It is also important to note that farm raised fish, such as tilapia, have been shown to be higher in omega-6 fatty acids.  We already get too many of these in our modern diet and they’re known to be more detrimental to cholesterol, LDL, HDL and triglyceride levels.  This is because farm raised fish are eating corn and soy (both probably genetically modified by the way) instead of beneficial algae.  When fish eat algae they can convert it into the omega-3 fatty acids we need.  When they eat corn and soy they can’t and so wind up with the higher omega-6 levels.


Another issue to be aware of is that when we add omega-3s to our food by fortifying it, studies appear to show that the fortified versions don’t have the same beneficial effect as the original, whole food source.  Additionally, the amount of omega-3s in fortified foods may not reach the levels needed to truly have a beneficial effect on your health.  Once again, manufacturers are capitalizing on buzz words and media focus to add something to their food products in an attempt to convince you to buy.  Unfortunately it may not provide the health benefits that you think it will.

The solution?  Stay informed, read the label, and eat real food.

*Quick reminder:  Fortified foods are those that have an added substance that was never in there to begin with (like omega 3s in peanut butter).  Enriched foods are those that have ingredients removed during processing added back (usually chemically synthesized versions).

Uses For Coconut

Benefits of coconut

Coconuts are a great food and a wonderful resource.  It’s becoming more common in America for people to use coconut products; more than just eating the coconut meat.  Coconut milk has become a mainstream alternative to dairy for those who cannot have cows milk, the oil is used for cooking, the water as a healthy replacement for sports beverages.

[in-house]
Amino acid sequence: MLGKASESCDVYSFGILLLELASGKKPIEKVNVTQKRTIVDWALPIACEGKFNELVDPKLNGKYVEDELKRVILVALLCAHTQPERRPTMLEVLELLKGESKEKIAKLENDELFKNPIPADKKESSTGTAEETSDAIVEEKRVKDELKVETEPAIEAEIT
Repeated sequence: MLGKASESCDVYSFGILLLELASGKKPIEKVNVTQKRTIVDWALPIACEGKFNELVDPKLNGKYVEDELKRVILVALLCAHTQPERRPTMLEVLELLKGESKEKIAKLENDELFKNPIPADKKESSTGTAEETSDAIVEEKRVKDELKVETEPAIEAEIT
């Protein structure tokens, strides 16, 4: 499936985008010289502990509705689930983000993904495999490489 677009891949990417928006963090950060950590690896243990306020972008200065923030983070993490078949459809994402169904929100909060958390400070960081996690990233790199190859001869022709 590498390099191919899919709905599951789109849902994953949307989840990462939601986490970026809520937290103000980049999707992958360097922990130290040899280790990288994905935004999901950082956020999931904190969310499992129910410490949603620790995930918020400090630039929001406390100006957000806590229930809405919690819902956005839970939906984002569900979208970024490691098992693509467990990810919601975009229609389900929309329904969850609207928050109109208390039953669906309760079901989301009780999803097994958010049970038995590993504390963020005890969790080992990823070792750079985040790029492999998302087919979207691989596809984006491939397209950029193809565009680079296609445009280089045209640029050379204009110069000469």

In addition to the edible benefits of coconut are the other resources that it provides.  It is an extremely versatile plant with many of its parts providing a wide variety of uses.

How clean are your coconuts?

If you are going to consume coconut products it is important to be aware of whether or not your source is using coconuts grown without the use of pesticides. This is so you can avoid the toxin exposure that would come through consumption or cosmetic use of coconuts grown using these chemicals.  

Also important is to use cold-pressed, extra virgin coconut oil.  Coconut products not marked cold-pressed typically use a mechanical process which may additionally require the use of bleaching and deodorizing agents.

Health questions about coconuts

1.  Are coconuts a nut?  No.  Although they contain the word nut in their name coconuts are not a nut, they are a drupe. It should be safe for those with nut allergies to consume coconut products.  A drupe is the seed of a palm tree and is not botanically related to nuts or peanuts.  However, if there is an allergy it would still be prudent to test in order to verify the absence of a coconut specific allergy.

2. It’s saturated, I thought saturated fats were bad for you? Coconut oil is indeed naturally saturated, however it got it’s bad rap when scientists who were studying fats used hydrogenated coconut oil.  Coconut oil is a nourishing fat, high in lauric acid (also found in mother’s milk) which appears to have anti-viral, anti-bacterial, and anti-fungal properties.  2-3 tablespoons of coconut oil per day is a healthy addition to your nutritional plan.

You can learn more about this amazing seed and all of it’s uses on the infographic below.

coconut uses infographic

Learn how the coconut tree provides all-around benefits — from its husks and roots to coconut oil — through our infographic “Plant of Life: An Infographic on Various Coconut Uses.” Use the embed code to share it on your website or visit our infographic page for the high-res version.

<img src="" alt="coconut uses infographic" border="0" style="max-width:100%; min-width:300px; margin: 0 auto 20px auto; display:block;"><p style="max-width:800px; min-width:300px; margin:0 auto; text-align:center;">Learn how the coconut tree provides all-around benefits -- from its husks and roots to coconut oil -- through our infographic "<a href="">Plant of Life: An Infographic on Various Coconut Uses</a>." Visit our infographic page for the high-res version.</p>